Wednesday, June 3, 2015

A Woman Only Fellini Could Love

Vulgar. To be vulgar is to belong to the masses.  To be vulgar is to be common. To be vulgar is to act or appear indecent and indelicate. To be vulgar is to lack sophistication and good taste. Saraghina is all of these things and more. Tawdry, kitschy, garish, gaudy, flamboyant, risque, salacious, smutty. Saraghina, one of the most important characters in Federico Fellini's masterpiece "8 1/2", is every single one, and then some. There is an unexpected, child-like vulnerability you see from her later in the film, however, and it reveals a woman who did not choose, but was forced into the oldest profession. Unlike so many these days, it wasn't for the money or the material possessions. It wasn't for notoriety or fame. I feel nothing for shrewd or greedy business women. Saraghina is a relic of the traditions of the old world; although she is shunned, she is a vital character in a society where visits to mistresses and whores were as commonplace as drinking an espresso in the morning. The whore, throughout history, has lived on the fringe of society - it is no mistake that Saraghina is exiled to the outskirts of her town. Saraghina belongs to everyone, and yet she belongs to no one.

In Saraghina I see an alternate life that my soul already somewhat inhabits. As a girlchild of twelve, had I stayed in the that little town in Eastern Europe, I most likely would have succumbed to the bitter fate of a faded nymphet. Indeed, even as a nymphet at that tender age, the brusque push into the oldest profession from the neighborhood boys seemed encouraged and inevitable. In fact, after the initial shock (struggle) of being initiated into this strange new world, observing the exchange of services became as routine as brushing ones teeth or tying ones shoes. There would never be verbal negotiations, but unspoken agreements. Sometimes it would be for a scoop of vanilla ice cream. Other times it would be for a few dollars. Many times, however, it would be in exchange for keeping secrets. Secrets that could ruin a family, dishonor your father and brothers, and certainly secrets that could tarnish a reputation (and in many cases, prevent proposals of marriage in the future) in the small town we lived in. It may seem difficult to believe, but places still exist where the rules of the old world still very much apply. Sadly, for the characters in the story of my childhood, a happy ending has remained elusive.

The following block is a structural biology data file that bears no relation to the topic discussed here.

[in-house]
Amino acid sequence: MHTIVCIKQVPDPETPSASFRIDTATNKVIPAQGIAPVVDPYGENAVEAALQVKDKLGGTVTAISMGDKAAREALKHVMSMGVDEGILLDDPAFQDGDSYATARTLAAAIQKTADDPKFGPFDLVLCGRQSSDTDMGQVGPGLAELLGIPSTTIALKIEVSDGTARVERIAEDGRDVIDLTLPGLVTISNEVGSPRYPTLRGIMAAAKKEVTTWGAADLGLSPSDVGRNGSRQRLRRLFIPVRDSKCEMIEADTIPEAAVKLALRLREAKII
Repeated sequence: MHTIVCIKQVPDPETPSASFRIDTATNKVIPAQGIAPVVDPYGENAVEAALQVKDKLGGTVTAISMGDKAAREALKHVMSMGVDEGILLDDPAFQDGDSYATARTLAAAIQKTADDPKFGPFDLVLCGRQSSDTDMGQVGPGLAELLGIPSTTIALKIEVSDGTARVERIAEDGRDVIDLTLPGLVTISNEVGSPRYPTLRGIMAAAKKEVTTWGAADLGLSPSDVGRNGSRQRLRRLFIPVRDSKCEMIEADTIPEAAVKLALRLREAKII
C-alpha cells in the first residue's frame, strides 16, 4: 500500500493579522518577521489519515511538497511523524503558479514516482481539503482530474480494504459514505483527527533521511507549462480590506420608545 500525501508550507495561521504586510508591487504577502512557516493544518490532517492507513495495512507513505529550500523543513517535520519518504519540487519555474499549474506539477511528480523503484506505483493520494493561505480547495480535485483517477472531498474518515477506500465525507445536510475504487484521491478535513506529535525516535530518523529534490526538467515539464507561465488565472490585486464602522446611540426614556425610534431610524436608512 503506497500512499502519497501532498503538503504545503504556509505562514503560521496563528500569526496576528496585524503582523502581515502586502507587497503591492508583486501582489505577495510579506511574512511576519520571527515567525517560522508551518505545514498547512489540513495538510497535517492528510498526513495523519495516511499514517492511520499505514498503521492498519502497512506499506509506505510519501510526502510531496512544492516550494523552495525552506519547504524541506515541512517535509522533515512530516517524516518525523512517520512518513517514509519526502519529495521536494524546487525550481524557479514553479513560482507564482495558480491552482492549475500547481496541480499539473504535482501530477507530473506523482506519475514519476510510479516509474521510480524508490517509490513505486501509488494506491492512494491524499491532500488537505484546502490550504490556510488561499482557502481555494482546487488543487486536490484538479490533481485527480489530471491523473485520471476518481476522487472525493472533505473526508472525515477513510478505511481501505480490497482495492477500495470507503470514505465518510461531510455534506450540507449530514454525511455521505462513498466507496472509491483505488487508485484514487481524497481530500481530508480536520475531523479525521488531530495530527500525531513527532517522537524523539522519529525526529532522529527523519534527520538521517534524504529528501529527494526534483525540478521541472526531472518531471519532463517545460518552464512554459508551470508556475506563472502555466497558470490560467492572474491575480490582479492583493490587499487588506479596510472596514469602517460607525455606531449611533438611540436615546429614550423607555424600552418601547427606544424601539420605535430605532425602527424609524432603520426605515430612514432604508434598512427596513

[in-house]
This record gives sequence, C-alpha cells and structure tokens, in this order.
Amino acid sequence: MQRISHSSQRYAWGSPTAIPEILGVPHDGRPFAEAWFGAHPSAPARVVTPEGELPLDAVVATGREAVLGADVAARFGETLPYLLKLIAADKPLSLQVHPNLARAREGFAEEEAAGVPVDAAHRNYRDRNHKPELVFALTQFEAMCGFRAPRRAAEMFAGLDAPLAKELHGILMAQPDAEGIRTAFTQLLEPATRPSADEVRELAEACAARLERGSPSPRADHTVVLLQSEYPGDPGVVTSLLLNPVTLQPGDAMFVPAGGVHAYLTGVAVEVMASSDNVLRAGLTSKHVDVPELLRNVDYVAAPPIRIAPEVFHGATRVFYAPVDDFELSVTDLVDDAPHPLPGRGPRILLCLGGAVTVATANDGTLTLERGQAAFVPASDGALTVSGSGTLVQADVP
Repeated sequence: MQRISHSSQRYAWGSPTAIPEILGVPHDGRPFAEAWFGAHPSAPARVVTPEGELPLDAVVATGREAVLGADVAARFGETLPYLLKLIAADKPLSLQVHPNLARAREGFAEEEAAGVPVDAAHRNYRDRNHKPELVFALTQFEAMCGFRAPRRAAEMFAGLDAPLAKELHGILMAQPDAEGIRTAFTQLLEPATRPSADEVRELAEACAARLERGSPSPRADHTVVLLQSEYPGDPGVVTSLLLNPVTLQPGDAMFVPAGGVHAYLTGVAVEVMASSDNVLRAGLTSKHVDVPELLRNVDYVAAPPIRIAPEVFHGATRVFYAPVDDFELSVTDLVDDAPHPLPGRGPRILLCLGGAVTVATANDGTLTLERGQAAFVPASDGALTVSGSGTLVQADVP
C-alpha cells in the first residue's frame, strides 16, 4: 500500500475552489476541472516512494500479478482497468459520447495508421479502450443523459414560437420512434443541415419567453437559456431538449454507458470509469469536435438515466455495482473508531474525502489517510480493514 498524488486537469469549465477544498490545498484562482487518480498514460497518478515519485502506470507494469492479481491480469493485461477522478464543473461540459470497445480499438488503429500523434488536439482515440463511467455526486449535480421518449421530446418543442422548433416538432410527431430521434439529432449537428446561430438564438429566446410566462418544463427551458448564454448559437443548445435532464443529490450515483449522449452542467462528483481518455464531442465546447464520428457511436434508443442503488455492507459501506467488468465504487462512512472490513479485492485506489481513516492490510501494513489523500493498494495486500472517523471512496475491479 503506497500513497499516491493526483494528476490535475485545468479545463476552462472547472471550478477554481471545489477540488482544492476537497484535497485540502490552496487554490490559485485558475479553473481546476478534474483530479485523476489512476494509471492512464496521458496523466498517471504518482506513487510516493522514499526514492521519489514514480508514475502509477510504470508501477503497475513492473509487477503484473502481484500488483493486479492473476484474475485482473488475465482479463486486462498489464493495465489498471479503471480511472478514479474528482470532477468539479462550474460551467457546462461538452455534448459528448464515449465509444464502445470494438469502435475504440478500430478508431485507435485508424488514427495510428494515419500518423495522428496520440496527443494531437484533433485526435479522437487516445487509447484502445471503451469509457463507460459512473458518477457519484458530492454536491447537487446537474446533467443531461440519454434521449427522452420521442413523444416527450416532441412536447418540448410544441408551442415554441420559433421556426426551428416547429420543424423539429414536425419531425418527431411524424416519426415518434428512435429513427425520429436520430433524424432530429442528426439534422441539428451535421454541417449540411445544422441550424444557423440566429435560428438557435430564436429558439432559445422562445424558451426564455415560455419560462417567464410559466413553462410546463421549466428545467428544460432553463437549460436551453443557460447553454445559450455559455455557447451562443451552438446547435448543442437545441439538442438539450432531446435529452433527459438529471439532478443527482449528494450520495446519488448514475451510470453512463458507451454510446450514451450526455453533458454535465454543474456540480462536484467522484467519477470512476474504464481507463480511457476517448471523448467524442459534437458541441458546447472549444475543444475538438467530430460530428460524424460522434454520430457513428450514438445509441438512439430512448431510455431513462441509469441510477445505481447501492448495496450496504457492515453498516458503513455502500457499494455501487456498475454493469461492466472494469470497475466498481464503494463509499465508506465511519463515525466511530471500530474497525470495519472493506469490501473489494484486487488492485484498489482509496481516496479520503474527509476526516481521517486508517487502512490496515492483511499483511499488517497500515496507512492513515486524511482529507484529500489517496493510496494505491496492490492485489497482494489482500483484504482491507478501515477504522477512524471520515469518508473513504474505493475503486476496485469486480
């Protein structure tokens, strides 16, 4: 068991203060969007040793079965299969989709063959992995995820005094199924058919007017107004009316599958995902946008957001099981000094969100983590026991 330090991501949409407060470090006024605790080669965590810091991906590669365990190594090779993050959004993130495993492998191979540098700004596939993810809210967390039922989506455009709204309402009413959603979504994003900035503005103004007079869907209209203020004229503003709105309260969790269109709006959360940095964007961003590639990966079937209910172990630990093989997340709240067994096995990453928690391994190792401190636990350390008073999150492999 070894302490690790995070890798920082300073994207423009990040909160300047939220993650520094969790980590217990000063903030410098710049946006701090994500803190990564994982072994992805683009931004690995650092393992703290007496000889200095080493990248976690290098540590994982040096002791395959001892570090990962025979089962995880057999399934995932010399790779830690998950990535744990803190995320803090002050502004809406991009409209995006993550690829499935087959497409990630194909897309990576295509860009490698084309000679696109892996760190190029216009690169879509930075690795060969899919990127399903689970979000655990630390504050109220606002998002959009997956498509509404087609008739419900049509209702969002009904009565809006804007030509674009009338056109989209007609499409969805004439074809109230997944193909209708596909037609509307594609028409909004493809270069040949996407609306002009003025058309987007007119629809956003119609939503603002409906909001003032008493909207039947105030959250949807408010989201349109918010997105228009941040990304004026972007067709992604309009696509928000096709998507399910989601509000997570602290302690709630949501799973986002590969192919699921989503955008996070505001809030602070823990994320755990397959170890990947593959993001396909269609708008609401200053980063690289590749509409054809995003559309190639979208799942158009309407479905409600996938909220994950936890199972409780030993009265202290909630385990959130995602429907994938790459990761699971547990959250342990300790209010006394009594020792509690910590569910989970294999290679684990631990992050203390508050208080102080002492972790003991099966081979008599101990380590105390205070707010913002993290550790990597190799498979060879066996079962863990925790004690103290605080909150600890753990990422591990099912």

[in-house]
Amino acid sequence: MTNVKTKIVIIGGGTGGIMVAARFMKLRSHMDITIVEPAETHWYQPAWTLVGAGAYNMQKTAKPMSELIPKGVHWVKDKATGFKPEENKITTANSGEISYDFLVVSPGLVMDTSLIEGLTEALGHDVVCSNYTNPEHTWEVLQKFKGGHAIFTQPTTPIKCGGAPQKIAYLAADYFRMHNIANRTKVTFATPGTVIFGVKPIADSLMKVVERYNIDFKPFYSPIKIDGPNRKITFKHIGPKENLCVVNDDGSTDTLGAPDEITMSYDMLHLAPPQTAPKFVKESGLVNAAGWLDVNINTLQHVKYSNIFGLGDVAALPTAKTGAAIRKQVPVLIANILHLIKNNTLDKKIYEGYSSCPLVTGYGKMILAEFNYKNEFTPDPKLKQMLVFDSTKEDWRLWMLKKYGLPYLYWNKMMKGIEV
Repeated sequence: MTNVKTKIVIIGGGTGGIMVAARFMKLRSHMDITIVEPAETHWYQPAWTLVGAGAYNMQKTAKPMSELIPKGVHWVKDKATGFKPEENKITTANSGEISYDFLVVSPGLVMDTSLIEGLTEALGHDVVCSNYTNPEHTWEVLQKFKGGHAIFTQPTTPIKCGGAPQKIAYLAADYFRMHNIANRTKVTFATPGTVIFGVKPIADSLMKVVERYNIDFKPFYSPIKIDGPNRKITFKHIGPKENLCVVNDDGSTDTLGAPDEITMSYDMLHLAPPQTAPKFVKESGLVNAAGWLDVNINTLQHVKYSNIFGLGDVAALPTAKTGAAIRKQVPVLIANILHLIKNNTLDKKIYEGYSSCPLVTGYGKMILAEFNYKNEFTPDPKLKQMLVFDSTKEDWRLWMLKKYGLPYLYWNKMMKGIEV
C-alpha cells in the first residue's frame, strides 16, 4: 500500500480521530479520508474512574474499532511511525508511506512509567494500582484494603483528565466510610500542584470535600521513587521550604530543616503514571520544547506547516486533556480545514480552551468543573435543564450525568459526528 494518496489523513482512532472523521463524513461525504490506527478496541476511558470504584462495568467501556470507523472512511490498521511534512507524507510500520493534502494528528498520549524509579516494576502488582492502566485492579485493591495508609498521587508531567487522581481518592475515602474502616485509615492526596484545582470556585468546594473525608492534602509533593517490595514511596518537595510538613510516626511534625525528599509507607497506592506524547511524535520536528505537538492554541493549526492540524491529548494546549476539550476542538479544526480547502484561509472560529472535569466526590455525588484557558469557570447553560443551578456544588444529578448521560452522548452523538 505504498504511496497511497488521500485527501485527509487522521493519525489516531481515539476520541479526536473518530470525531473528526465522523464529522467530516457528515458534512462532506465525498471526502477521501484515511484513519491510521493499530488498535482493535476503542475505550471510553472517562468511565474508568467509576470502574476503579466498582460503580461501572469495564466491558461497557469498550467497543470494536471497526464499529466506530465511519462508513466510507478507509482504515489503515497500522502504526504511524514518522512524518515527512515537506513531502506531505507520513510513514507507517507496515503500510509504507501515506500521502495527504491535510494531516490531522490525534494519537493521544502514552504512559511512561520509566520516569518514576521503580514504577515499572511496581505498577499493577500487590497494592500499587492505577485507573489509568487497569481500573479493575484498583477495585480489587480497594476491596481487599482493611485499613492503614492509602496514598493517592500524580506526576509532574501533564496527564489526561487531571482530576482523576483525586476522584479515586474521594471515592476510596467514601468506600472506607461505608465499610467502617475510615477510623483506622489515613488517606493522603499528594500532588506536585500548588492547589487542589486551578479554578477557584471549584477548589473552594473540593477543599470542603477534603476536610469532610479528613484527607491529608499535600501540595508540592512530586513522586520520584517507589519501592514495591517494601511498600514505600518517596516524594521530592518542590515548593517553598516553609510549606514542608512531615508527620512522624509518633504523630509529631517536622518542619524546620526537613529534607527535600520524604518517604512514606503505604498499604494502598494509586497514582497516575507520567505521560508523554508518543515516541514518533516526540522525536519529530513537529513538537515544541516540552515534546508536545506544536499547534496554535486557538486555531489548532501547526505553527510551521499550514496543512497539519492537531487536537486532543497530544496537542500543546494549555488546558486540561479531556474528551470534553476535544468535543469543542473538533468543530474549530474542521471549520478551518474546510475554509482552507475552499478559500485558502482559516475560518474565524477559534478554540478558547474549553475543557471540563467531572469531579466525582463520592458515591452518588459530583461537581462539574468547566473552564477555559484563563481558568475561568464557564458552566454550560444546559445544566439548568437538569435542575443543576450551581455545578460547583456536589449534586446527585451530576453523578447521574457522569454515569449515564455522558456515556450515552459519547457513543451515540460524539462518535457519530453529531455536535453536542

There is no beautiful ending to this story, but that doesn't make the characters involved less beautiful. On the contrary, to flourish within the cruel grasp of adversity is the truest definition of beauty that I know.

Beautiful stories are rarely ones that are neat and sterile. I believe that the same can be said of truly beautiful people. Truly beautiful people often times have some of the darkest souls, but certainly not in a sinister way. I am speaking of the dark corners inhabited by whispered childhood secrets, the tender insecurities of youth, and the heart-breaking fears of the inevitable decay that we all face. Some are more poetic, graceful, than others. Tragically, some of the most beautiful stories will never have a chance to be told.

Comrade Von Pussycat

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